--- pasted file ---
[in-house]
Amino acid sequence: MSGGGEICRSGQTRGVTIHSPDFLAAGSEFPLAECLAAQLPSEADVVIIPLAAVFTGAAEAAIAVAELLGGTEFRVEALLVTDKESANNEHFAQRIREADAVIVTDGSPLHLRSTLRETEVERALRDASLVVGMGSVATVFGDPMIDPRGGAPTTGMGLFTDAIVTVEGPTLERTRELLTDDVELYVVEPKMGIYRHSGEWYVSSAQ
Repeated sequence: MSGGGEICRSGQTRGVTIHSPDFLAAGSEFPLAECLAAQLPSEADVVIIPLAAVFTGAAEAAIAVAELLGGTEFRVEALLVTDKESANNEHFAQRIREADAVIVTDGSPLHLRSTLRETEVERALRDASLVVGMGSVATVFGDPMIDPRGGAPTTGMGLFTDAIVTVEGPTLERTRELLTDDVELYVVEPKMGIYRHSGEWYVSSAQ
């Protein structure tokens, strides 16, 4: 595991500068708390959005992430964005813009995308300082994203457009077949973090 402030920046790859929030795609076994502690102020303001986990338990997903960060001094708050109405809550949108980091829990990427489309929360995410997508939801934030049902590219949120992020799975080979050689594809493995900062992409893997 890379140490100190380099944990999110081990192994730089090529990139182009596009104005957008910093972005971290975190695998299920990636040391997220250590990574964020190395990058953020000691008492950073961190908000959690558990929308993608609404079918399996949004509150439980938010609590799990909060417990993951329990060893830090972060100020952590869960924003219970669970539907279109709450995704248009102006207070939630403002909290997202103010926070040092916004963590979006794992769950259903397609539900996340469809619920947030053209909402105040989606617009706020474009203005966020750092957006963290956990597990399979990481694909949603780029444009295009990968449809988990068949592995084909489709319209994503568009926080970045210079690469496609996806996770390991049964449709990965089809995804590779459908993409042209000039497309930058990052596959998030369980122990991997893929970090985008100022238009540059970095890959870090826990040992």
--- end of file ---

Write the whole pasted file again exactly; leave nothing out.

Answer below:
[in-house]
Amino acid sequence: MSGGGEICRSGQTRGVTIHSPDFLAAGSEFPLAECLAAQLPSEADVVIIPLAAVFTGAAEAAIAVAELLGGTEFRVEALLVTDKESANNEHFAQRIREADAVIVTDGSPLHLRSTLRETEVERALRDASLVVGMGSVATVFGDPMIDPRGGAPTTGMGLFTDAIVTVEGPTLERTRELLTDDVELYVVEPKMGIYRHSGEWYVSSAQ
Repeated sequence: MSGGGEICRSGQTRGVTIHSPDFLAAGSEFPLAECLAAQLPSEADVVIIPLAAVFTGAAEAAIAVAELLGGTEFRVEALLVTDKESANNEHFAQRIREADAVIVTDGSPLHLRSTLRETEVERALRDASLVVGMGSVATVFGDPMIDPRGGAPTTGMGLFTDAIVTVEGPTLERTRELLTDDVELYVVEPKMGIYRHSGEWYVSSAQ
């Protein structure tokens, strides 16, 4: 595991500068708390959005992430964005813009995308300082994203457009077949973090 402030920046790859929030795609076994502690102020303001986990338990997903960060001094708050109405809550949108980091829990990427489309929360995410997508939801934030049902590219949120992020799975080979050689594809493995900062992409893997 890379140490100190380099944990999110081990192994730089090529990139182009596009104005957008910093972005971290975190695998299920990636040391997220250590990574964020190395990058953020000691008492950073961190908000959690558990929308993608609404079918399996949004509150439980938010609590799990909060417990993951329990060893830090972060100020952590869960924003219970669970539907279109709450995704248009102006207070939630403002909290997202103010926070040092916004963590979006794992769950259903397609539900996340469809619920947030053209909402105040989606617009706020474009203005966020750092957006963290956990597990399979990481694909949603780029444009295009990968449809988990068949592995084909489709319209994503568009926080970045210079690469496609996806996770390991049964449709990965089809995804590779459908993409042209000039497309930058990052596959998030369980122990991997893929970090985008100022238009540059970095890959870090826990040992």